The Sixth Amendment to the United States Constitution provides that those who are charged with criminal offenses have the right to counsel at all critical stages of a legal proceeding. Relatedly, the Fifth Amendment provides that no person can be compelled to be a witness against themselves in a criminal trial.
Thus, in the 1966 case, Miranda v. Arizona, the United States Supreme Court held that police must provide certain rights at the time of arrest. Primarily, officers are required to inform arrestees that they have the right to remain silent, that anything they say can be used against them, and that they are entitled to an attorney, even if they cannot afford one.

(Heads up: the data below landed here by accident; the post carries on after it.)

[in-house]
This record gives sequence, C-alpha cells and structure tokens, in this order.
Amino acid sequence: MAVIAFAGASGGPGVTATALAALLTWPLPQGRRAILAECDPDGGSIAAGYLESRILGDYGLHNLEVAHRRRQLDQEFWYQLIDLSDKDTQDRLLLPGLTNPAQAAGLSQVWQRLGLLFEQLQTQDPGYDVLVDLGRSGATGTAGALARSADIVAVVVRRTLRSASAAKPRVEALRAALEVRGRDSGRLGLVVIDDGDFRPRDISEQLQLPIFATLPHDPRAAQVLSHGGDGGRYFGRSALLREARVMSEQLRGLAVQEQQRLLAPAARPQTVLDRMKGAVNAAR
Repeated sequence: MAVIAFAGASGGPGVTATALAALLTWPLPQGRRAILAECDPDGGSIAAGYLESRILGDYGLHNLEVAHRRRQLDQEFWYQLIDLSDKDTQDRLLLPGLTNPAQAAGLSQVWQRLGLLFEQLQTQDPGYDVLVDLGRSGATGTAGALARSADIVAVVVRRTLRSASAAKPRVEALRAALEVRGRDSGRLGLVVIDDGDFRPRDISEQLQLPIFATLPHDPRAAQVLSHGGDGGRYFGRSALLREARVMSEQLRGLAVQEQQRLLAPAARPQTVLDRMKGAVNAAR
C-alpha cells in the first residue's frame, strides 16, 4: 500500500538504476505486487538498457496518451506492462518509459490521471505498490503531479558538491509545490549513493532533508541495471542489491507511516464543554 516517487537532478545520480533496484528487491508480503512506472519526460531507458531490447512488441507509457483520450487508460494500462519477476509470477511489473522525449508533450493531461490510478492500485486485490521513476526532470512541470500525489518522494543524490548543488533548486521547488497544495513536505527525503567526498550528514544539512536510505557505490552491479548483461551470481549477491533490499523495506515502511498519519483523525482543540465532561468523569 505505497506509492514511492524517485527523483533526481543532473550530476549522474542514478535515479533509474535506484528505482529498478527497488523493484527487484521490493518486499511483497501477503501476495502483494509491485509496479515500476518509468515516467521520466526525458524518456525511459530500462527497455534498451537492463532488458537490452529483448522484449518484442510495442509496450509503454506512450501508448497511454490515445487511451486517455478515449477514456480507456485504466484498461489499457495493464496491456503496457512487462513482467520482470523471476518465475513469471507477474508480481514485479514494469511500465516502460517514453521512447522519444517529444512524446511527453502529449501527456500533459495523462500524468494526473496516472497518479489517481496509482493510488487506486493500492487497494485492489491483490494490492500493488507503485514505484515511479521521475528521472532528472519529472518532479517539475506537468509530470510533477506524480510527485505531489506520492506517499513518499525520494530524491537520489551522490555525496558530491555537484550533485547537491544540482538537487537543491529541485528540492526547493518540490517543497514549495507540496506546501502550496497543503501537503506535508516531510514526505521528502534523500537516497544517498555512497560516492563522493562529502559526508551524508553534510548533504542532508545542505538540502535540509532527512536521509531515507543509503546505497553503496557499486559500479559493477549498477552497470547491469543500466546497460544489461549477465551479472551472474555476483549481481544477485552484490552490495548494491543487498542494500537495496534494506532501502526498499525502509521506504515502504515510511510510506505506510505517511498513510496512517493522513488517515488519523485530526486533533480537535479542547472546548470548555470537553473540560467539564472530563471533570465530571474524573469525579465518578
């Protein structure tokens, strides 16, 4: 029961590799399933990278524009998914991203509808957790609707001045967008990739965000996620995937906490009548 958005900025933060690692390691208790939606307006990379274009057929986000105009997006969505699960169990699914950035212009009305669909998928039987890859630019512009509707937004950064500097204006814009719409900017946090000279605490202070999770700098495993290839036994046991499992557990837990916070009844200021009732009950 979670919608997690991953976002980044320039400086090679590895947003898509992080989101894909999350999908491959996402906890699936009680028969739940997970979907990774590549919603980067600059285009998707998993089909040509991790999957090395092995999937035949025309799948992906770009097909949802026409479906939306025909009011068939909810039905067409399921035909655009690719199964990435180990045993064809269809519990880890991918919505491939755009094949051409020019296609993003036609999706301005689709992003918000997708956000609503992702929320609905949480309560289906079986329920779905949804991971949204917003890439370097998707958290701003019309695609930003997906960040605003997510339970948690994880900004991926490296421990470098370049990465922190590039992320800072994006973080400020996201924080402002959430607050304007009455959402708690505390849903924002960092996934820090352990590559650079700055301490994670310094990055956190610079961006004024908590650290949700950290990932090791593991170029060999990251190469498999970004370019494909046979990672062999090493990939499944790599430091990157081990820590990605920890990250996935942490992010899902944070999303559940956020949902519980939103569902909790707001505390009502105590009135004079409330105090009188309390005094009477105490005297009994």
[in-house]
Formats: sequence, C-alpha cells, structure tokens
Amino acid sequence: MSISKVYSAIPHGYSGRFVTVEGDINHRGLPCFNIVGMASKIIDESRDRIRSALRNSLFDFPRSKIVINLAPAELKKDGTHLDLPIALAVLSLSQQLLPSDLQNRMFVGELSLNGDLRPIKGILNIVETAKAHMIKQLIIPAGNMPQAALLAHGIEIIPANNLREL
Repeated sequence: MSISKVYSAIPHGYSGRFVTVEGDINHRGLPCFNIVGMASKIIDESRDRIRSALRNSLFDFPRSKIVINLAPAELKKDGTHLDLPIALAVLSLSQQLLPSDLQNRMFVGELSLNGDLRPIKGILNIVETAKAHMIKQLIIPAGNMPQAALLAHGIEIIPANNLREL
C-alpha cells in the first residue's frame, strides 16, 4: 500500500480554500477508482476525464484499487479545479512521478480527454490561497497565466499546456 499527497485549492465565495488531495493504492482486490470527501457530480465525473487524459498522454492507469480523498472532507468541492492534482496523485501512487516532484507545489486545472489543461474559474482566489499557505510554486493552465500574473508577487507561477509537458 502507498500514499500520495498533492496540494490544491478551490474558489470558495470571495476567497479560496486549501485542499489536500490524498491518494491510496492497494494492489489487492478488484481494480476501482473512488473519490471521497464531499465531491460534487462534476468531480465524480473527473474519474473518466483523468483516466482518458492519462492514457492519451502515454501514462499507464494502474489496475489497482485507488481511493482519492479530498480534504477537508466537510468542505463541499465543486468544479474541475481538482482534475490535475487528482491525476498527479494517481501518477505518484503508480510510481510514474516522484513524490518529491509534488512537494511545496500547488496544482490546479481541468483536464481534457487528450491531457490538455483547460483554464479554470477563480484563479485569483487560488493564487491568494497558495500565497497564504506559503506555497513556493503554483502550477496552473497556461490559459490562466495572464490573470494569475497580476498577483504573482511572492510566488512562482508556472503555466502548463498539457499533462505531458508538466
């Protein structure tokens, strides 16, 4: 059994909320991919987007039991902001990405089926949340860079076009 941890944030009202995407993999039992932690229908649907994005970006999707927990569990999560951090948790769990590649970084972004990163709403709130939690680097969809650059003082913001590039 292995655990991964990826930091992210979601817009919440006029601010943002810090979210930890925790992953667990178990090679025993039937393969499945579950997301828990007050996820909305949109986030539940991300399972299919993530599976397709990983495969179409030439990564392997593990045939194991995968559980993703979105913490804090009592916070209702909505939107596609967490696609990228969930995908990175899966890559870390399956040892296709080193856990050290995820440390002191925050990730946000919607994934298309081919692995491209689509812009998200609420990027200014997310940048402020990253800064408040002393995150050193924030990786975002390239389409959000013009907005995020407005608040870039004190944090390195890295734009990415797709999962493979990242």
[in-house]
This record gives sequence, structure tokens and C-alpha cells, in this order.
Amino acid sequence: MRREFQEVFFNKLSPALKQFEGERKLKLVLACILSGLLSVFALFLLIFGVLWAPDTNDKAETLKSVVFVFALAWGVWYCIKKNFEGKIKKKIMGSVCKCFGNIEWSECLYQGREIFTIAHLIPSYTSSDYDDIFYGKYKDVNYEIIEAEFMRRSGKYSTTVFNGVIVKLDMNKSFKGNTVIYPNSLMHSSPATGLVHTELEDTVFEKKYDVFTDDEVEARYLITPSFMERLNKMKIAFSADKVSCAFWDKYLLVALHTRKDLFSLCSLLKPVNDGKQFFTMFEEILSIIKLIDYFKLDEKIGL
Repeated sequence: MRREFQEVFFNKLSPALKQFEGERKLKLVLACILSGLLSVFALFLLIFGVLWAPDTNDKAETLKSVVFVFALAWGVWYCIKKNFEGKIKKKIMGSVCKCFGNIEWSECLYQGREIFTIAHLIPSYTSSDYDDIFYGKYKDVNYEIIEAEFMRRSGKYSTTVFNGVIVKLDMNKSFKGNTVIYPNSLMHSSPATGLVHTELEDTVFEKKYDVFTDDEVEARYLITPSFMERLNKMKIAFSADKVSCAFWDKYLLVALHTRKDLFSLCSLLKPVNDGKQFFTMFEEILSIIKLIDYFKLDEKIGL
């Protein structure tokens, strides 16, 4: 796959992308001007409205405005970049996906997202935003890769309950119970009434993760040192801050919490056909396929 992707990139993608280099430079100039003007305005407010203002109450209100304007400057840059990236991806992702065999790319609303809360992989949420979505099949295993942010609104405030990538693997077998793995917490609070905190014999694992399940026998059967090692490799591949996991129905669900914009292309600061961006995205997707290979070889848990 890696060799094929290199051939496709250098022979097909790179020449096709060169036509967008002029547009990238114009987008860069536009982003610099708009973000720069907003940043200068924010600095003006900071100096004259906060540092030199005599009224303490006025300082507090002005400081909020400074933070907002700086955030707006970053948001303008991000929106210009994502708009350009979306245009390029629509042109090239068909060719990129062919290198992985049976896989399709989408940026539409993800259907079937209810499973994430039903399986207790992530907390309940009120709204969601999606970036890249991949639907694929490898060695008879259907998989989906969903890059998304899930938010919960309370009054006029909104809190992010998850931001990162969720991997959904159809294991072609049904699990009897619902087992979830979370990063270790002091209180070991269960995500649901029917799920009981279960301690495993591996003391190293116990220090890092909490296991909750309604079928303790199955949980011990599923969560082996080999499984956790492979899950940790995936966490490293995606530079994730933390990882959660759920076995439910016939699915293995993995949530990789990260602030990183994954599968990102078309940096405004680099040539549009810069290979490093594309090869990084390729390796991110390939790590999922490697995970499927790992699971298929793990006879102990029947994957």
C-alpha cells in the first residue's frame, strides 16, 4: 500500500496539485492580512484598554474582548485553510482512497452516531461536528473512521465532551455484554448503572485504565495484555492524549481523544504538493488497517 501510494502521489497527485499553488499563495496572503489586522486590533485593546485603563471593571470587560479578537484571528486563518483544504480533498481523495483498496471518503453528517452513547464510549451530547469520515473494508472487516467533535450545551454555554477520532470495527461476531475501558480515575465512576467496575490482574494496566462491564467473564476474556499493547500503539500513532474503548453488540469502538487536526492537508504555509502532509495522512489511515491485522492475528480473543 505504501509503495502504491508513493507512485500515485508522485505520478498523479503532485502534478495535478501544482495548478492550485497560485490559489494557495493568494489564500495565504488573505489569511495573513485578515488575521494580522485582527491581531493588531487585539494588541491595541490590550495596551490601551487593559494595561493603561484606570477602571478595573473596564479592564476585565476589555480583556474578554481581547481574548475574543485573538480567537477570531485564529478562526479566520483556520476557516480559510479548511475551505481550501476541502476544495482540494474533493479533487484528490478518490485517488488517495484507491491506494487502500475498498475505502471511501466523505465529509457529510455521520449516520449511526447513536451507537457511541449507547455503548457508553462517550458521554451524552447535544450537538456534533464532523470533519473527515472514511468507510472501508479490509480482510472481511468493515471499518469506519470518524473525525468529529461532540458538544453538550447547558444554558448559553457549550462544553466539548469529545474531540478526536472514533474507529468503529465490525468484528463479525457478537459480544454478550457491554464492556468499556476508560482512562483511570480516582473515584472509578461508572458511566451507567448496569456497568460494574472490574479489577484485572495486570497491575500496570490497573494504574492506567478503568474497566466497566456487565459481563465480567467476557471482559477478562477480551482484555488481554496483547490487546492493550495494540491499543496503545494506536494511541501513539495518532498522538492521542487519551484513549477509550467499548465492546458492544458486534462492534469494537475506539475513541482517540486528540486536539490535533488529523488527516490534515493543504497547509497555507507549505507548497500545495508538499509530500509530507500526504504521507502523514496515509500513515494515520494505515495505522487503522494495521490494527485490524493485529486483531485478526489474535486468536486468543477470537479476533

Miranda rights must be read to someone any time they are subject to “custodial interrogation.” While the term is subject to varying interpretations, to establish custodial interrogation, a defendant must show that they were in custody and that police made some statement that would be expected to elicit a response. If police officers do not provide Miranda warnings at the time of arrest, any statements that are made by the arrestee cannot be used in a criminal trial against them.